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Another Expert Agrees With Dark Comet Theory

February 21, 2013 – 11:31 am | No Comment

Astronomer David Asher (from Armagh University) has agreed with Bill Napier and Janaki Wickramasinghe (Cardiff University) that “dark comets” are real and dangerous.
The following quotes are from a paper by Napier and Asher published in Astronomy & Geophysics.
http://star.arm.ac.uk/preprints/2009/539.pdf

We know that about one bright comet (of absolute magnitude as bright as 7, comparable to Halley’s Comet) arrives in the visibility zone (perihelion q<5AU, say) each year from the Oort cloud. It seems to be securely established that ~1–2% of these are captured into Halleytype (HT) orbits. The dynamical lifetime of a body in such an orbit can be estimated, from which the expected number of HT comets is perhaps ~3000. The actual number of active HT comets is ~25. This discrepancy of at least two powers of 10 in the expected impact rate from comets as deduced from this theoretical argument on the one hand, and observations on the other, is …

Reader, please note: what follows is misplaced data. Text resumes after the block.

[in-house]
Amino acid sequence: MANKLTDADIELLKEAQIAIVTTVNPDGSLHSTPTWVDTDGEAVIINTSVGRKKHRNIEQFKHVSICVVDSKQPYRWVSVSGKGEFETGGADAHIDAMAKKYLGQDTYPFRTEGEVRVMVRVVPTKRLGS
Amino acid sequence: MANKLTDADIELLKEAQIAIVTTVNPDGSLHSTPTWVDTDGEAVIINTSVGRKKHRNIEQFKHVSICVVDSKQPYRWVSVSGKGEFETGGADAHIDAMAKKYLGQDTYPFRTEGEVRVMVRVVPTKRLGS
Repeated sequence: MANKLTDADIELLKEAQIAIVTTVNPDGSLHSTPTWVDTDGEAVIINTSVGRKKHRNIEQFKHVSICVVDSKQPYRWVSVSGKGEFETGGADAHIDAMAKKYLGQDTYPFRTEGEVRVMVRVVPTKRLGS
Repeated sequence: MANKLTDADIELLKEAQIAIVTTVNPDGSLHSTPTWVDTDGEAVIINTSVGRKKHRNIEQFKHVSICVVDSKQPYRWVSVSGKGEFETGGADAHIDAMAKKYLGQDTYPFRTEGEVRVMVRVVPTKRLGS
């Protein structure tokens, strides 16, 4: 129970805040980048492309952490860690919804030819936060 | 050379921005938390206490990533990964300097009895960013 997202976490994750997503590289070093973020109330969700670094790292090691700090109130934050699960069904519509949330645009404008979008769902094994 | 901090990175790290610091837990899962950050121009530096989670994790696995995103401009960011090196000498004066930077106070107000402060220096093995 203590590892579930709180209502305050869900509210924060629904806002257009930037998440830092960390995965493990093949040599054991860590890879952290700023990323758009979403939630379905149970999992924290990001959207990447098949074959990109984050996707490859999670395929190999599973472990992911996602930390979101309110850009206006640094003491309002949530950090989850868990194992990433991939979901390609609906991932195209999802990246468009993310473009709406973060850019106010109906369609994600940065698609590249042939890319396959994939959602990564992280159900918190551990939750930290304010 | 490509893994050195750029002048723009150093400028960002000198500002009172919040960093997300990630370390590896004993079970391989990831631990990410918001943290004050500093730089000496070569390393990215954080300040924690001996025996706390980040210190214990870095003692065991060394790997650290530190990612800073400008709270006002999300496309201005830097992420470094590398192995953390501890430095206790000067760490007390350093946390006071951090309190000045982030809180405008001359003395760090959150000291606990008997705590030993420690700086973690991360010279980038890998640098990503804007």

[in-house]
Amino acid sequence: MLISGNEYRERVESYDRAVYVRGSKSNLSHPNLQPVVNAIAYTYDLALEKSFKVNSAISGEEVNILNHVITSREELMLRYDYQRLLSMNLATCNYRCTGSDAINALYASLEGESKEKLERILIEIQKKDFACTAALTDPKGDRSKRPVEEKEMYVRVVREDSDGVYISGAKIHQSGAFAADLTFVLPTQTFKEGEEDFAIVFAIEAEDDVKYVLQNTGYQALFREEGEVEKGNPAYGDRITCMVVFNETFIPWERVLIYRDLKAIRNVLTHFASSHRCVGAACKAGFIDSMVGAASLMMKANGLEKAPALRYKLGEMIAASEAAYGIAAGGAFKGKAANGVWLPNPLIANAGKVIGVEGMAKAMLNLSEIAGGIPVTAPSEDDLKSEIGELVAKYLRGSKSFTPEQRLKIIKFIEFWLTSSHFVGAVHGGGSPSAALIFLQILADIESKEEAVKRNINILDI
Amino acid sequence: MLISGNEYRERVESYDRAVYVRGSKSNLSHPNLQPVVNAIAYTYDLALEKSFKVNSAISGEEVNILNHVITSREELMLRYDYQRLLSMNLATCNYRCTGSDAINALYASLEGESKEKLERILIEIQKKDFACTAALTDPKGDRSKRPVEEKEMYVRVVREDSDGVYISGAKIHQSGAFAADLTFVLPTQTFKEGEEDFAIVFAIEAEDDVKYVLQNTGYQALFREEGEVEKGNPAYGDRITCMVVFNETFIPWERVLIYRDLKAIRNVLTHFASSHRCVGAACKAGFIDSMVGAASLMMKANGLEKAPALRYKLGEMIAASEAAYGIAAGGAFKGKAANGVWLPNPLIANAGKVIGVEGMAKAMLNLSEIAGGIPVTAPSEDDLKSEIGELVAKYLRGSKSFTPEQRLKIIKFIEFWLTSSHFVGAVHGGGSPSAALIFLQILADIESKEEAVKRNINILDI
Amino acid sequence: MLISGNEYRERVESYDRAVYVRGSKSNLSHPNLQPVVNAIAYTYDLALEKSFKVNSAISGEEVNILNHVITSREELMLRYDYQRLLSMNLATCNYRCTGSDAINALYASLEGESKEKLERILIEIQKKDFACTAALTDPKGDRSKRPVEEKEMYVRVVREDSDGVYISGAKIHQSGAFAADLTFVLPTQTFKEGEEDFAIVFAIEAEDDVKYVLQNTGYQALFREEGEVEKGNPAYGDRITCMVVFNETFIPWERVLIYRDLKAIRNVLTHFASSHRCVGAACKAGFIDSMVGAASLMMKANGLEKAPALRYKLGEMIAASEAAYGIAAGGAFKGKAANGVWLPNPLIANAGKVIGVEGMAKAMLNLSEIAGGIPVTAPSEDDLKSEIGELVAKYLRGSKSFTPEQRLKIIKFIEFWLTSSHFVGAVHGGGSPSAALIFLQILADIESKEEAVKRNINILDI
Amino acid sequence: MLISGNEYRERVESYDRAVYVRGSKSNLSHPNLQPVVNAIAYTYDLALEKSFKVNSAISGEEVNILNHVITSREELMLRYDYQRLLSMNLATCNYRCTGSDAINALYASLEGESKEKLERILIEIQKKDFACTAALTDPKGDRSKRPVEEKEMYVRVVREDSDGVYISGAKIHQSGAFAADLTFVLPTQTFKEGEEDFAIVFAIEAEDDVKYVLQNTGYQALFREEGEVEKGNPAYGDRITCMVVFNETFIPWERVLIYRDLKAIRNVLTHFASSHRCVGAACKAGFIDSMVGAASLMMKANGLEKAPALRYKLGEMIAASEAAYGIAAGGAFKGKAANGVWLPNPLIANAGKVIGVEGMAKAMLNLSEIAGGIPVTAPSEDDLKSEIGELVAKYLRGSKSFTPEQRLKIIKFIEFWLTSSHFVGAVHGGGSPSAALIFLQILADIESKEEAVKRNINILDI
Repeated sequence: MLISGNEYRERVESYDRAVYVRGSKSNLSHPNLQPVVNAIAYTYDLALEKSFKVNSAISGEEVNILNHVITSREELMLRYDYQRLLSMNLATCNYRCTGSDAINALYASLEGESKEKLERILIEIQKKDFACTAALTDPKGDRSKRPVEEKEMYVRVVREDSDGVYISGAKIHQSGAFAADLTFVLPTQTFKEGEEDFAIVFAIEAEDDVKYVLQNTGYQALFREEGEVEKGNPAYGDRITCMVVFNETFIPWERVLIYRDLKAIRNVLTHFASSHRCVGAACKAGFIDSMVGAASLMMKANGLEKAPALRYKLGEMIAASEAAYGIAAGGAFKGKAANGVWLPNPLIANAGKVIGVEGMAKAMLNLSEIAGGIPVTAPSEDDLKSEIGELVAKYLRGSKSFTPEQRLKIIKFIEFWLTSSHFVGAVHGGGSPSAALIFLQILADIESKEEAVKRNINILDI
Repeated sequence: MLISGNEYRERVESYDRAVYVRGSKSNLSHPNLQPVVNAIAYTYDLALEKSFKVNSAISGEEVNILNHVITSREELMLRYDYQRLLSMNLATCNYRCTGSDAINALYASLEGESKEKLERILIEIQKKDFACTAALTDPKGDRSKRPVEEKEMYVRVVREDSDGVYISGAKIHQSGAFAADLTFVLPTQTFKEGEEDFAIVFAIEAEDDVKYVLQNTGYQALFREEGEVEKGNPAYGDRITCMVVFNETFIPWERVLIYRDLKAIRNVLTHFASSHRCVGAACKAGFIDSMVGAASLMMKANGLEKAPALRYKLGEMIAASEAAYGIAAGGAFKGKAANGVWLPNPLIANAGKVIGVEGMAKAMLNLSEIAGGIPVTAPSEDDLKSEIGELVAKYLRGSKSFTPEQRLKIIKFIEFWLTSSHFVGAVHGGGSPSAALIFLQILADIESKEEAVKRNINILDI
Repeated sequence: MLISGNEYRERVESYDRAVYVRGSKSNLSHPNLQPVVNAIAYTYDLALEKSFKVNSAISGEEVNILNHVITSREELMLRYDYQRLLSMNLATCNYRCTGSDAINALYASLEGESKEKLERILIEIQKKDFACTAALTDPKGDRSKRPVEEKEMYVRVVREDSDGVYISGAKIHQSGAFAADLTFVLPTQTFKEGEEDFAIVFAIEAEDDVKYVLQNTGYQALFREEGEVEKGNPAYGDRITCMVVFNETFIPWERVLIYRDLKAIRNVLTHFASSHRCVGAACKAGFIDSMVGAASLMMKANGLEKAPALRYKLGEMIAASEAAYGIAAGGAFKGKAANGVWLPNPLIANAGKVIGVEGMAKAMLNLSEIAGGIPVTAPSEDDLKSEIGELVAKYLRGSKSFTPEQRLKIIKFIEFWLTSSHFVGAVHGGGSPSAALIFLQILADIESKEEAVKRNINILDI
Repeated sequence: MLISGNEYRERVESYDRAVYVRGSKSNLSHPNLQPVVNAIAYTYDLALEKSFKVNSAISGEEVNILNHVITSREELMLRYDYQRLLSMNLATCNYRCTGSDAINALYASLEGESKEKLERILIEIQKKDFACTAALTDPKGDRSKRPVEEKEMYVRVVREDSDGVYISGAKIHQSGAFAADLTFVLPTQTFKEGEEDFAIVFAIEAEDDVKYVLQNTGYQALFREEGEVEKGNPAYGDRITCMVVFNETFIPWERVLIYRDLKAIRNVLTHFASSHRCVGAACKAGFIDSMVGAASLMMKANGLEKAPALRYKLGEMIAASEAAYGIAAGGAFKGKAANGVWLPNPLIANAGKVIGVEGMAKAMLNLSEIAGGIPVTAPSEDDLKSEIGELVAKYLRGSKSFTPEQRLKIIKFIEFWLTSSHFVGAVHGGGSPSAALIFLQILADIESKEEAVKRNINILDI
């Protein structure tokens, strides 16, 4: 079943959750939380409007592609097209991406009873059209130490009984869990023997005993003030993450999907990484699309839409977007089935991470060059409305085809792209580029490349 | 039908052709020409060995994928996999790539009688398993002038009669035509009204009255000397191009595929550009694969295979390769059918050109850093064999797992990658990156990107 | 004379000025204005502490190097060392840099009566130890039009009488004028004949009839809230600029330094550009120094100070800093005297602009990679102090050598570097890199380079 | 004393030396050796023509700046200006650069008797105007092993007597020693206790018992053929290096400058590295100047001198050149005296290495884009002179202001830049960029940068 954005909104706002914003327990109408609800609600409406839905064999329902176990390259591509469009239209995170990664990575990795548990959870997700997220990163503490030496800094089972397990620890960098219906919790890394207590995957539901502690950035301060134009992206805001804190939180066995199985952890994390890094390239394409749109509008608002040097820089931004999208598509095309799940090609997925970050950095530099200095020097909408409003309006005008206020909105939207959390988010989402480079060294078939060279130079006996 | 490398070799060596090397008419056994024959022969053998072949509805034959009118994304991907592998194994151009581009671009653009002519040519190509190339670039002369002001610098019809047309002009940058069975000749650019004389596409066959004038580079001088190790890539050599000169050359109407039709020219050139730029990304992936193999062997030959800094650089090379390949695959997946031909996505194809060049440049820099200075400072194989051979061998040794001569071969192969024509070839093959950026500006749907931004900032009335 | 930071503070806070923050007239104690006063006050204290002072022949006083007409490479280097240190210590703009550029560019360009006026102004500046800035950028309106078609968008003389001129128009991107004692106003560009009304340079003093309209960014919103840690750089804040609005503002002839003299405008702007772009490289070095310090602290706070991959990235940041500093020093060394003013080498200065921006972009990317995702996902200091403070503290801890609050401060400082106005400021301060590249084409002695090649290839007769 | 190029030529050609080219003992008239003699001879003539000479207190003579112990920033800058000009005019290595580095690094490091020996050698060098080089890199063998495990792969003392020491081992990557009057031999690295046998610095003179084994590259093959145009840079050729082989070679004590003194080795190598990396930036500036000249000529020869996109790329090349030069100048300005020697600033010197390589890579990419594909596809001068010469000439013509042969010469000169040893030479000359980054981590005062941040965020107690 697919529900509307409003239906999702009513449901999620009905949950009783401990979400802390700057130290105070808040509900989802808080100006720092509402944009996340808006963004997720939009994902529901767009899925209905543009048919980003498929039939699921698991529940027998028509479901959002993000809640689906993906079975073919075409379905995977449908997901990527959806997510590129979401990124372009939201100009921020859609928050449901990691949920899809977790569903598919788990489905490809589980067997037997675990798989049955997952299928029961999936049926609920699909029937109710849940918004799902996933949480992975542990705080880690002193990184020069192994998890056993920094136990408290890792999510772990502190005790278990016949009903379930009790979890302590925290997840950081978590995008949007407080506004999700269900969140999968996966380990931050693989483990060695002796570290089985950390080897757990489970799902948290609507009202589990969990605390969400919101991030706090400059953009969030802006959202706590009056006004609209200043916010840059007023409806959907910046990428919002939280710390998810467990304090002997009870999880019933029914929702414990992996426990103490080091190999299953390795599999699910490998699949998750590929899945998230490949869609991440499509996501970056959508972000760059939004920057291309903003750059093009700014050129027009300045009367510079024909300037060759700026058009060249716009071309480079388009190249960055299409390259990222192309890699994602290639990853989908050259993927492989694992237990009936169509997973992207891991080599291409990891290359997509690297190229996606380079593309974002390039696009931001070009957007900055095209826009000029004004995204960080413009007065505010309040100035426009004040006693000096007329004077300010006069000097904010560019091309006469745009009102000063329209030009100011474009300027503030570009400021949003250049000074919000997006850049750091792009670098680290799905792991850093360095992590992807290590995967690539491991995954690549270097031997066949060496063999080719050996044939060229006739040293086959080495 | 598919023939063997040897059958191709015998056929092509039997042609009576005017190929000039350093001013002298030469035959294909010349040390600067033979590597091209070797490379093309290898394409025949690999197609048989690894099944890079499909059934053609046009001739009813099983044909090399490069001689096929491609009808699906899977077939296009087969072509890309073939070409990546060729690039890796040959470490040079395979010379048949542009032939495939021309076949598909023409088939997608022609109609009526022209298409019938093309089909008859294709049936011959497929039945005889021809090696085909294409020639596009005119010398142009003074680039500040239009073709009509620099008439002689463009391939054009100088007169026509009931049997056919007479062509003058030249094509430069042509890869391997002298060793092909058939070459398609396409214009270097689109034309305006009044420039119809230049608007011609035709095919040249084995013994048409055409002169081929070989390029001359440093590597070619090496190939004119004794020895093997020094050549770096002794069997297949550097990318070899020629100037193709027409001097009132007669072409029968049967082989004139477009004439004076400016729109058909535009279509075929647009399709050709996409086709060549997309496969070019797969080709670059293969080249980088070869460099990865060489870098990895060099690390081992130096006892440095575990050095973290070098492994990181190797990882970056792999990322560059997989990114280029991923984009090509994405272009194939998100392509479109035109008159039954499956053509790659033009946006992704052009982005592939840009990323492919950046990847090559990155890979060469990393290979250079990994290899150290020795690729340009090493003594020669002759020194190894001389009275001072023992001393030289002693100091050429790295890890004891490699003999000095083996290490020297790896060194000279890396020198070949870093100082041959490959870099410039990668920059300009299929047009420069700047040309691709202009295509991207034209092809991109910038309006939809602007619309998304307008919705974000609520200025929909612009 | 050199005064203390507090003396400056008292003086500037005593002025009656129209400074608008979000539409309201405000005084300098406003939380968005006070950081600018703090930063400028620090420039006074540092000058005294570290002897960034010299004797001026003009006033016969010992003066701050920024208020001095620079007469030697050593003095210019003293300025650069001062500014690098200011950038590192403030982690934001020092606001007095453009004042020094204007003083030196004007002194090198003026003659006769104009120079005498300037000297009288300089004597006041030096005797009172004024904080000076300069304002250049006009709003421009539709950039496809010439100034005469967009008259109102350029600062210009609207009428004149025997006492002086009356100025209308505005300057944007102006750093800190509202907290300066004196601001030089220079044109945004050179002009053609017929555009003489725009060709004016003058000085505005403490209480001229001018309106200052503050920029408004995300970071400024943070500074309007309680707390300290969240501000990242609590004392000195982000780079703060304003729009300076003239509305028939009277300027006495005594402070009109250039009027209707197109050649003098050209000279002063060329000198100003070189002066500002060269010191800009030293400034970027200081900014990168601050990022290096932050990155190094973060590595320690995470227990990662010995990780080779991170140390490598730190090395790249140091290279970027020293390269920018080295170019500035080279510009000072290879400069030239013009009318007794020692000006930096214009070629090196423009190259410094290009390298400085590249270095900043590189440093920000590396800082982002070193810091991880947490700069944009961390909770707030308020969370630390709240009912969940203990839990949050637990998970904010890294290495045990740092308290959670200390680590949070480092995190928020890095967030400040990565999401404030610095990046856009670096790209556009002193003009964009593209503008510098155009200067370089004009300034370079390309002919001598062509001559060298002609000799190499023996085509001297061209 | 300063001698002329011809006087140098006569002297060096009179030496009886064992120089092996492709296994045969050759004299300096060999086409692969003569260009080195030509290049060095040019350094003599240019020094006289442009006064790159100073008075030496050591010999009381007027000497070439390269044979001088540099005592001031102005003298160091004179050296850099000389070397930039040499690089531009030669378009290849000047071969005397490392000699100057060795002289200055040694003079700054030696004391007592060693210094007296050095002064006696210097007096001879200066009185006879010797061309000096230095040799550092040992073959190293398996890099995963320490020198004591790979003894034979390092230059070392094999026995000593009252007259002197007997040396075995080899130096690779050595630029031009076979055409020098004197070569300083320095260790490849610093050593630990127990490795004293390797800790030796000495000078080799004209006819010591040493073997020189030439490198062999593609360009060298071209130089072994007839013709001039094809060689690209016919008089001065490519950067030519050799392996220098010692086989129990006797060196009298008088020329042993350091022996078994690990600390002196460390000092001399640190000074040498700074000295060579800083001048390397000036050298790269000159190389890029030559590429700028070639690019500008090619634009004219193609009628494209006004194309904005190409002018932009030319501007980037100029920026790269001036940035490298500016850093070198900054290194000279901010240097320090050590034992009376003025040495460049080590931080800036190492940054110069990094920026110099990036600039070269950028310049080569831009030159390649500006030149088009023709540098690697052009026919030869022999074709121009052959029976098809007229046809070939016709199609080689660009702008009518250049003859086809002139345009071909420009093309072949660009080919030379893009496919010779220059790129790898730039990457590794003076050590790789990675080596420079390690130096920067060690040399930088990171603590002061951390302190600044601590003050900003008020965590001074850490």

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Home » Cosmic Rays, Sun

Cosmic Rays Reach Modern Era High

Submitted by on January 5, 2010 – 11:21 am3 Comments

Within the “Space Age” (since the 1950s) this year marks the greatest intensity of cosmic rays reaching planet Earth. Not coincidentally, this year is also the lowest solar minimum of the period. Basically more solar activity means more solar wind which enhances the heliosphere, the Sun’s magnetic field that helps protect us.
It’s a double-edged sword; at one end of the scale we get more cosmic rays, which means greater levels of mutation (cosmic rays are responsible for roughly 50% of random genetic damage), and at the other end we get an increase in solar flares, which can cause us harm when aimed in our direction.
If we could choose, we’d like the sun to be average, always.

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